Members of Russia’s Wagner group have started training special forces in Belarus at a military range just miles from the border with NATO-member Poland.
Wagner boss Yevgeny Prigozhin was recently seen in a video welcoming his fighters to Belarus, noting that they wouldn’t be fighting in the Ukraine conflict, but that they needed to gather their strength for Africa while they trained the Belarusian army, per Reuters.
The Belarusian defense ministry said that the “armed forces of Belarus continue joint training with the fighters of the Wagner PMC (Private Military Company).”
“During the week, special operations forces units together with representatives of the Company will work out combat training tasks at the Brest military range.”
The range in question is just 3 miles east of the Polish border.
Poland started moving over 1,000 troops to the eastern part of the country earlier this month as tensions concerning Wagner fighters in Belarus could mean conflict on the border. Poland is a former Warsaw Pact member that has been a member of NATO since 1999.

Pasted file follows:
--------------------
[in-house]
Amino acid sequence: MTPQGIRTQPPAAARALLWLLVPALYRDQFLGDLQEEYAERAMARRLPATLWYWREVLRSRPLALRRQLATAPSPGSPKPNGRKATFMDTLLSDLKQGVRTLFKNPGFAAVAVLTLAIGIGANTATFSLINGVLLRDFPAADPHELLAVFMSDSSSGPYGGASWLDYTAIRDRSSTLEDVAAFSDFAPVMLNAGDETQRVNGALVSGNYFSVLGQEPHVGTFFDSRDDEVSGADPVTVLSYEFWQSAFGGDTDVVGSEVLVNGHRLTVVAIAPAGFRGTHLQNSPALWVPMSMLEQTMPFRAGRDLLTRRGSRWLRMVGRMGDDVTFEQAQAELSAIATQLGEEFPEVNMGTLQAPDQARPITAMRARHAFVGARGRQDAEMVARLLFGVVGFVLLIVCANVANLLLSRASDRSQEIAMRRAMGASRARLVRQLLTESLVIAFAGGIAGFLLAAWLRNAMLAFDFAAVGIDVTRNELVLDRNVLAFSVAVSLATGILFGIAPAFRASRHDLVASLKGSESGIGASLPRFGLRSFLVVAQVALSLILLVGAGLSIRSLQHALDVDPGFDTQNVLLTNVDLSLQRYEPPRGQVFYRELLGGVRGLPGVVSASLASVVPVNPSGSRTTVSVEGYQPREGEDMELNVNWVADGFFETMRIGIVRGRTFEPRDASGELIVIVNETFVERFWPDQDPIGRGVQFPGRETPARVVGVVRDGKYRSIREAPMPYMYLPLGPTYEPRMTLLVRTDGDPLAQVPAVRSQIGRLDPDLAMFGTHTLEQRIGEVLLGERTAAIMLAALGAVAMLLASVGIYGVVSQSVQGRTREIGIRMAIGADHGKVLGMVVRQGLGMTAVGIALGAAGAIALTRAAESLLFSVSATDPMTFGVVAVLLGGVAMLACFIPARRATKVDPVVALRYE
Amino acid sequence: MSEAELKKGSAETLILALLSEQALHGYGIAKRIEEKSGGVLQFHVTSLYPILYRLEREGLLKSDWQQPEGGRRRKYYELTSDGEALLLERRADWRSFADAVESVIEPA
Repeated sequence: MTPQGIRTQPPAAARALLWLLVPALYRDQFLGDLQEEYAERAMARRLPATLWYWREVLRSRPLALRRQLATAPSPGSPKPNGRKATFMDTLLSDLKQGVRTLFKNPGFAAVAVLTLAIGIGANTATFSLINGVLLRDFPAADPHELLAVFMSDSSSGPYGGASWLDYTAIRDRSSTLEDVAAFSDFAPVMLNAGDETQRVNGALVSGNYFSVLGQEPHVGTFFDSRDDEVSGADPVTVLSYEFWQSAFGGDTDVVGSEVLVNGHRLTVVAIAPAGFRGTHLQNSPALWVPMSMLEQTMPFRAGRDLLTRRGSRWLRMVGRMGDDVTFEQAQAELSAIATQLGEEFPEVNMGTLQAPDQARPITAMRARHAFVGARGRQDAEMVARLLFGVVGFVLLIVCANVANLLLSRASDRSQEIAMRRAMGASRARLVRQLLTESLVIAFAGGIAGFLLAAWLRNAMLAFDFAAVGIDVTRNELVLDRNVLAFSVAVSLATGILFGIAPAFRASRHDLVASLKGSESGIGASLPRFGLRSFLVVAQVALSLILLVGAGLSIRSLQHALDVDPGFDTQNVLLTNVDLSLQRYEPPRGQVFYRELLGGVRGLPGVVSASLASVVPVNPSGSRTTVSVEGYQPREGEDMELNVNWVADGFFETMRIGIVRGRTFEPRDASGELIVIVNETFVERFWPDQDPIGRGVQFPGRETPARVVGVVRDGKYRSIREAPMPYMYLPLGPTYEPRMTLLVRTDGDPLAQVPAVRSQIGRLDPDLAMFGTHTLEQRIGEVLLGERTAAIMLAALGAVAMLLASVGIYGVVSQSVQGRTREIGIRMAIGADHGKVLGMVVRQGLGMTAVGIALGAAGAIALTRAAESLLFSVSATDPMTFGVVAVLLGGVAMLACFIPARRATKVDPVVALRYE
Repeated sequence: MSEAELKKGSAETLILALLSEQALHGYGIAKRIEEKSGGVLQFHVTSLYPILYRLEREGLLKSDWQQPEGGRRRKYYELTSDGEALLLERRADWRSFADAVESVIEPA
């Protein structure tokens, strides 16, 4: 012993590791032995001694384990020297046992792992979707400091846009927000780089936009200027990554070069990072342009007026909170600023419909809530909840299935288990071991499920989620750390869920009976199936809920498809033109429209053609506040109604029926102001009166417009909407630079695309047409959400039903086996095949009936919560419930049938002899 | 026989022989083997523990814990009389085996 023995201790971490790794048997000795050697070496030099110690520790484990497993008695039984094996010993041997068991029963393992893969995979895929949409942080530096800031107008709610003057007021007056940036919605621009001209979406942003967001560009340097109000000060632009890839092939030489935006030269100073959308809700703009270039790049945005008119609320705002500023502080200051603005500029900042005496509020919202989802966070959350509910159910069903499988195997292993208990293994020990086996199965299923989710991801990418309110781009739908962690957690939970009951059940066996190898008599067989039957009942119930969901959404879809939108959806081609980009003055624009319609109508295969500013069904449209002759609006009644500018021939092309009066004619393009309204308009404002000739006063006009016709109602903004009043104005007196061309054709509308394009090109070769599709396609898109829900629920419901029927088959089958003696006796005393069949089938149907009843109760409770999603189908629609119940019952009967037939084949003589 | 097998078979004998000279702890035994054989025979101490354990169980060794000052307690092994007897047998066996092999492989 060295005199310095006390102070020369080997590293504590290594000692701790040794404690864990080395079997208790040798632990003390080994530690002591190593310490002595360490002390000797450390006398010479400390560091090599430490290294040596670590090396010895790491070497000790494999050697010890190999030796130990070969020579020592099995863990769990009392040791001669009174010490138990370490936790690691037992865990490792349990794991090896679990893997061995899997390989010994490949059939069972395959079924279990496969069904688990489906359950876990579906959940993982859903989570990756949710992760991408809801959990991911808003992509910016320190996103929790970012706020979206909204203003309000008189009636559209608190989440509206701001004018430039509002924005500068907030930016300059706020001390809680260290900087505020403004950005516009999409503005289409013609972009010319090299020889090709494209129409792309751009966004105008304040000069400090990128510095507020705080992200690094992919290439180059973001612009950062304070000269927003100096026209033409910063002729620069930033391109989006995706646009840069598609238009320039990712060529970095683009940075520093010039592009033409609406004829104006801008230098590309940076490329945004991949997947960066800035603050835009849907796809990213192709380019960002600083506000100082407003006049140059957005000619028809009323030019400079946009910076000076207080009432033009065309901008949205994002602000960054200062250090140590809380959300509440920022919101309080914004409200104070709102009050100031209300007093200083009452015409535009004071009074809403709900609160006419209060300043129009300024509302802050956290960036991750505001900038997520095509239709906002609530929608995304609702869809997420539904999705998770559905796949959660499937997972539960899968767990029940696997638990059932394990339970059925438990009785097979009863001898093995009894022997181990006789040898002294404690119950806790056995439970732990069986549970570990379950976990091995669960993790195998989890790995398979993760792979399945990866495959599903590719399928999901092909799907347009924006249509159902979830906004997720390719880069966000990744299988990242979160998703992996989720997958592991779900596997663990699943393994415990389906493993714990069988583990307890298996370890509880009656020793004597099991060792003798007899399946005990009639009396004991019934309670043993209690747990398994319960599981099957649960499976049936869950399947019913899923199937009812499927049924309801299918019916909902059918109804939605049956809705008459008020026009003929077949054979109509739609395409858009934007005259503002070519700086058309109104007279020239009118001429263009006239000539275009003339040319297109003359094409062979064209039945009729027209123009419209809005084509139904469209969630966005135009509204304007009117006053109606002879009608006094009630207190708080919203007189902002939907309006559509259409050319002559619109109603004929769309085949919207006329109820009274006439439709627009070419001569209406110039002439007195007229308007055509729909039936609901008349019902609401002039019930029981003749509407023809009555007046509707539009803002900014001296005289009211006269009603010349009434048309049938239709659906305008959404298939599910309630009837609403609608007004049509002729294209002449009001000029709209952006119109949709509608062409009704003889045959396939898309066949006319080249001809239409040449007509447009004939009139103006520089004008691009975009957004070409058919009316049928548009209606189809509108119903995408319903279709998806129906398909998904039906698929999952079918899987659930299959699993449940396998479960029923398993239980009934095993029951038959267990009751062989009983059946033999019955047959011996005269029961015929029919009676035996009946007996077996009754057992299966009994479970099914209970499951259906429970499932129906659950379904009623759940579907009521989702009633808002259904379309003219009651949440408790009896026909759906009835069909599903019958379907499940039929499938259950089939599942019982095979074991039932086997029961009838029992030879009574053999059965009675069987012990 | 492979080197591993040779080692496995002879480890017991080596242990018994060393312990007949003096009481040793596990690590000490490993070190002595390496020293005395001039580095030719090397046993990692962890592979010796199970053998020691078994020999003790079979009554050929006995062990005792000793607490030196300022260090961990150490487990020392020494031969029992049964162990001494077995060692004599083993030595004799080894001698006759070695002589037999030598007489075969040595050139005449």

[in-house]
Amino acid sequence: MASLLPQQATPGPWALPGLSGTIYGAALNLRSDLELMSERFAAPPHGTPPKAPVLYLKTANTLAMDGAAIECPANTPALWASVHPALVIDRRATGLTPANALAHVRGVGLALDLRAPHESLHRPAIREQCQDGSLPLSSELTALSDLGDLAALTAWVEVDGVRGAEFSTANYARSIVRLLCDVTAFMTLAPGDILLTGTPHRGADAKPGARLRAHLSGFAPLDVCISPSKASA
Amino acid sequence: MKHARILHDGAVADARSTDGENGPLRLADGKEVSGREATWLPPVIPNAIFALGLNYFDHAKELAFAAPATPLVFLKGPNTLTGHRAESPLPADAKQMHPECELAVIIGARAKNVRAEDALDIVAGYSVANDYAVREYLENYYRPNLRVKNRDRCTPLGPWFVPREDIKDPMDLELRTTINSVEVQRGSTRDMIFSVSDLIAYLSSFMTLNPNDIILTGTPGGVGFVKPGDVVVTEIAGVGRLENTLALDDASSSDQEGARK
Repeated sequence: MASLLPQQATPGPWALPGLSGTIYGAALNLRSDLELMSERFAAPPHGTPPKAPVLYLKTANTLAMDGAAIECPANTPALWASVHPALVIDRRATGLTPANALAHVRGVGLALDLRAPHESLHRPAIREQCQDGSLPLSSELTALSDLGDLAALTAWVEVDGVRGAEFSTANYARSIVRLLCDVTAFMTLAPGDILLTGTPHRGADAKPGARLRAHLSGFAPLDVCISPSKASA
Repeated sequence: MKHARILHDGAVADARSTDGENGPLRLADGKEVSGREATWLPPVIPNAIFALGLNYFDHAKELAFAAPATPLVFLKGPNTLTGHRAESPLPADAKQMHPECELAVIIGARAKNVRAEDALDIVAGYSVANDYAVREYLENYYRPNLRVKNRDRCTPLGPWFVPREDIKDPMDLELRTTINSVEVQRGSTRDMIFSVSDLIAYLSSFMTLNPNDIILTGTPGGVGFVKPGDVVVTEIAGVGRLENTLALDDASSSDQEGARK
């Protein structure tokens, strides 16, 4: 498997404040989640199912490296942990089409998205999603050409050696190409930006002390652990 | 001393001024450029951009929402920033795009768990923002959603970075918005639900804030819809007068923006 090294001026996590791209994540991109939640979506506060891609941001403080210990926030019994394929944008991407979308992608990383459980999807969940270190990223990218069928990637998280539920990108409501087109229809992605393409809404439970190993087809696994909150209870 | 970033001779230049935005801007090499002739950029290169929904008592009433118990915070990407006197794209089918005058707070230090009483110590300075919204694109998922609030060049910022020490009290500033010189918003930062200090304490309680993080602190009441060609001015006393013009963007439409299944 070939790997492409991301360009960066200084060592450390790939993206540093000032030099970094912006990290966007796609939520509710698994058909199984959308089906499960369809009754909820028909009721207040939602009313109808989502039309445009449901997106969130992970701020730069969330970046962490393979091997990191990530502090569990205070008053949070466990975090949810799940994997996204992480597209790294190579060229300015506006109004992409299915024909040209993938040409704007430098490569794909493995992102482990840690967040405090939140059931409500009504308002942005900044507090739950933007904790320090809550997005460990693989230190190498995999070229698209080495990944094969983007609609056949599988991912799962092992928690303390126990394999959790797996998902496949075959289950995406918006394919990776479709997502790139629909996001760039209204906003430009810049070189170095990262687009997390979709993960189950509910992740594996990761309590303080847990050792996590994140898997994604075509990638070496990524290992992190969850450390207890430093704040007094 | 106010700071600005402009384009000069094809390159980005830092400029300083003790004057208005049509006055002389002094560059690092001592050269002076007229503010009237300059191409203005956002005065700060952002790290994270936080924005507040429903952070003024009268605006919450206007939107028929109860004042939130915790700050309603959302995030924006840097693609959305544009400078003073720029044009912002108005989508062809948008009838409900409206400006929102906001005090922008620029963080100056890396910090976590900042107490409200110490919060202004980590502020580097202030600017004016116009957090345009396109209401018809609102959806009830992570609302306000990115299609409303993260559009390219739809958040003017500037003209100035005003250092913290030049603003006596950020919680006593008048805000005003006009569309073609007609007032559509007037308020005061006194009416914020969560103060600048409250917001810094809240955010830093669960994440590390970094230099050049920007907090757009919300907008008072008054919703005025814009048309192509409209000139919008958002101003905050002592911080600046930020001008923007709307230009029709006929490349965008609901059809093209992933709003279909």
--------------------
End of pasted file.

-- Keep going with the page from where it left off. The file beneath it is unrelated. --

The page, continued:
Poland’s defense ministry made a statement on Thursday, assuring that its borders were secure and that it was prepared for “various scenarios as the situation develops.”
When Kremlin spokesman Dmitry Peskov was asked about Poland’s recent move, he said that “it is a cause for concern. The aggressiveness of Poland is a reality.”
"Such a hostile attitude towards Belarus and the Russian Federation requires heightened attention (from our side)."
The Wagner group’s failed munity in late June resulted in Prigozhin allegedly being sent to Belarus, though there have been conflicting reports on whether he really went to the country at all.Ukraine was recently blamed for attacking a bridge that connected the Crimean peninsula to mainland Russia, but the country has not taken responsibility for the attack.